January 10, 2019 Uncategorized

How to Add Calendars In Microsoft Teams

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Editor’s note: This article was published in 2019 and has been updated for accuracy and comprehensiveness as of January 2021.

A popular request from customers using Microsoft Teams is: “Can I add a shared calendar for my Team?”

In short—sort of, but also not really? However, we do have a couple of workarounds. Did you know that when you create a “Team” through Microsoft Teams, a corresponding Outlook Group is also created? Did you also know that the Outlook Group already has a shared calendar available for you to use?

We hope that Microsoft adds this capability since the Team and the Outlook Group are already connected. It just seems like a natural fit, and I would like a “Team Calendar” available. This could contain a lot of important event information: PTO requests, group outings, or deadlines related to our projects, even!

Workaround #1: Add a Website

If you try to add a tab to any channel within your Team, you will be disappointed to find that Calendar is not one of the options. However, it is possible to link to a website.

This image shows the different tabs options in Microsoft Teams

You can use the Website option to link to an Outlook calendar, or to a calendar on SharePoint. For example, if I can find the URL via Outlook on the Web, which corresponds to my Team, then I can copy and paste the URL into Teams.

The URL for Outlook Group calendars typically has this format:

This image demonstrates how to add a calendar URL to a website tab in Microsoft Teams

In order to browse that tab, you will be prompted to sign in, which isn’t great. Also, it may overlay your own calendar by default, creating some annoying duplications, so this may not be your favorite option. Still, it’s just one possibility for a workable solution.

This image shows how a shared calendar will appear when adding it as a website tab in Microsoft Teams

Hopefully, Microsoft will just add the ability to pull in calendars into Teams soon. In fact, you can go nudge Microsoft on their feedback page if you agree here: https://aka.ms/teamspublicfeedback

Workaround #2: Use a Flow to connect your calendar with Teams

I like this option a lot more, honestly. To create a calendar-like event, you can also use Power Automate (formerly known as Flow) to pull data. This option is much more customizable. Sign in to https://flow.microsoft.com to get started.

Go to My flows, + New, Create from blank

This image demonstrates how to create a Flow in Microsoft Office 365

Your first step is to find the right trigger—search for the word “event,” and find the Office 365 Groups trigger called “When there is a new event.” Notice that you could also add triggers based on your own Outlook events.

This image shows how to set a trigger when creating a Flow in Office 365

Pick your Team from the Group ID field. Now we want to add an action for this trigger. Click New step.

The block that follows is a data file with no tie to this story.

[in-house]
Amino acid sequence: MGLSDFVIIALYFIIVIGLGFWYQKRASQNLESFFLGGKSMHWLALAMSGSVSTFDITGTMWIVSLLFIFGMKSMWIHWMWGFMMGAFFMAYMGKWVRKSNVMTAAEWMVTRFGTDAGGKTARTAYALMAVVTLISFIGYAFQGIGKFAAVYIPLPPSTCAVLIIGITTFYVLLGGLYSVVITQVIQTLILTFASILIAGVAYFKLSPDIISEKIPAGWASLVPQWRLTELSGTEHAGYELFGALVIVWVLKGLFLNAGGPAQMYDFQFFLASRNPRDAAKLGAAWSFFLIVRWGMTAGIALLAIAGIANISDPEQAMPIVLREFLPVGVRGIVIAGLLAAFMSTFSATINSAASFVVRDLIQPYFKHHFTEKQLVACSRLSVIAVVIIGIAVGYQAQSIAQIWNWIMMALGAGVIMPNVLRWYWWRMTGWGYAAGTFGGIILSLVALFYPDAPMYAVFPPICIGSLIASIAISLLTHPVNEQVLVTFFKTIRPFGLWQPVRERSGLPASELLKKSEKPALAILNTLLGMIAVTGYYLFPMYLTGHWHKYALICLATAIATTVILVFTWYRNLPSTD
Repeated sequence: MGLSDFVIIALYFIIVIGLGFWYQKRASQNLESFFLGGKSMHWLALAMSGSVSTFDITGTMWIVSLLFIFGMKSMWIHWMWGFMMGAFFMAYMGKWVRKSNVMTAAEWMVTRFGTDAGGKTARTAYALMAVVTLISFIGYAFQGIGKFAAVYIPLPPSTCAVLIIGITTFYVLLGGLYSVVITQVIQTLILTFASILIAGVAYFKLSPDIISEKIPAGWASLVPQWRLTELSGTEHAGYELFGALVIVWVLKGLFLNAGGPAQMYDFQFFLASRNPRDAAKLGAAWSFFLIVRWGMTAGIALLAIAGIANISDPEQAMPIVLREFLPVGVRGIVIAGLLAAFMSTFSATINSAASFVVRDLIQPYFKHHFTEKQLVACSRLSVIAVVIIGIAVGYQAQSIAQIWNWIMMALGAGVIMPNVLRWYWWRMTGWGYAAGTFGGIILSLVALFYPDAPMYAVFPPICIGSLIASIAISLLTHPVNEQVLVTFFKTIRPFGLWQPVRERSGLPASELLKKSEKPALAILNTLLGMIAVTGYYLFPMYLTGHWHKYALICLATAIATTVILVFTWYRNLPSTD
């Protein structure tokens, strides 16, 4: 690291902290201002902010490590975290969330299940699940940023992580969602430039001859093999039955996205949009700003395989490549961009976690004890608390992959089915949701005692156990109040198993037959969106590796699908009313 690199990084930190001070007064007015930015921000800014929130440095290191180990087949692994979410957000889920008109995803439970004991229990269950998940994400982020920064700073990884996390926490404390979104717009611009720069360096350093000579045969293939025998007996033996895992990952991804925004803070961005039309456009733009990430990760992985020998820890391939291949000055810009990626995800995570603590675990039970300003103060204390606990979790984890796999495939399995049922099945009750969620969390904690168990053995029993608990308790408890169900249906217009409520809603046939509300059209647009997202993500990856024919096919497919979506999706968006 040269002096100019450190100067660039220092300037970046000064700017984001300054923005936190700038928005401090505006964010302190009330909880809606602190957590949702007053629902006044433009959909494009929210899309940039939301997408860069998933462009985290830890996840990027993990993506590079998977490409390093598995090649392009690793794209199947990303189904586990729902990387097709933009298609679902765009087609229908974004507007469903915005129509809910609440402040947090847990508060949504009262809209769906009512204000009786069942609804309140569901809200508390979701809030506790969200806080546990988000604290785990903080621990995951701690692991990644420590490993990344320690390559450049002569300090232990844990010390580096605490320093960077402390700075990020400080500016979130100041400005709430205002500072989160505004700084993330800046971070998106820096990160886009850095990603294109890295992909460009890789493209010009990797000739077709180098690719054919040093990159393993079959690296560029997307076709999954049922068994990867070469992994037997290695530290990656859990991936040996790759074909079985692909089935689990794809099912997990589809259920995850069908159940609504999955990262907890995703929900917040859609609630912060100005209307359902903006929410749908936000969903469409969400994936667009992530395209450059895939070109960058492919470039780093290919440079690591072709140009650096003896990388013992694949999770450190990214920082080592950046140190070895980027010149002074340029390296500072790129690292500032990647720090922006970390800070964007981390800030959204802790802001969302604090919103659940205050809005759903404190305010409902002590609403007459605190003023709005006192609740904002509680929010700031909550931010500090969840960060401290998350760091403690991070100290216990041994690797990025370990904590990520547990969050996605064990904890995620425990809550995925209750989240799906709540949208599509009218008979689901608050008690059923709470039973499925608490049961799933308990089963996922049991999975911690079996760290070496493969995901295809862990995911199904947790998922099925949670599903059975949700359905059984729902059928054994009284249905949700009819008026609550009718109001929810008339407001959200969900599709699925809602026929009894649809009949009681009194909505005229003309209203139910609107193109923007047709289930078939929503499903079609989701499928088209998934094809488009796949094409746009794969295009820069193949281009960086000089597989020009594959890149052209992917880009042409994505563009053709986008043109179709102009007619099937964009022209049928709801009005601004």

This image demonstrates how to select a Group ID when creating a Flow in Office 365

Find the action for Teams called Post message. Pick your Team and Channel from the drop-down menus; then you can customize the body of the message, using dynamic content.

This image demonstrates how to create an action from a trigger when creating a Flow in Office 365

We can write anything we want into the body of the message here, and we can optionally pull information from the dataset referenced by our trigger. For example, you will see that based on the source of the data (an Outlook event), we have certain options available to us under Dynamic content.

This image shows the different options for dynamic content when creating a Flow in Office 365

This means that we can pull in the subject and location of the event, as well as the date/time. If you want to give you announcement formatting, you can write in HTML tags. Check out the example below.

This image shows how to create a message with dynamic content from a Flow in Microsoft Teams

Now if we save this two-step flow, the next time we create an event on that Outlook Group calendar:

Customize to your taste

This is just one example of how we can use Flow to teleport data between apps in Office 365. You could format this however you like, and set up different triggers for it. I encourage you to play around with this a bit, to find a process tailored to your needs.

A third option here might be to create Flow that uses a recurring task. This checks for new events at the beginning of each workday and posts the day’s schedule to the Team. That would be a slightly more complex Flow than what we have built here.

Looking to achieve more with Microsoft Teams?

Keep an eye on our events page for upcoming events designed to help you get more out of Microsoft Office 365! If you have any questions regarding Microsoft Teams or any other Office 365 questions, contact us at 763-593-3000.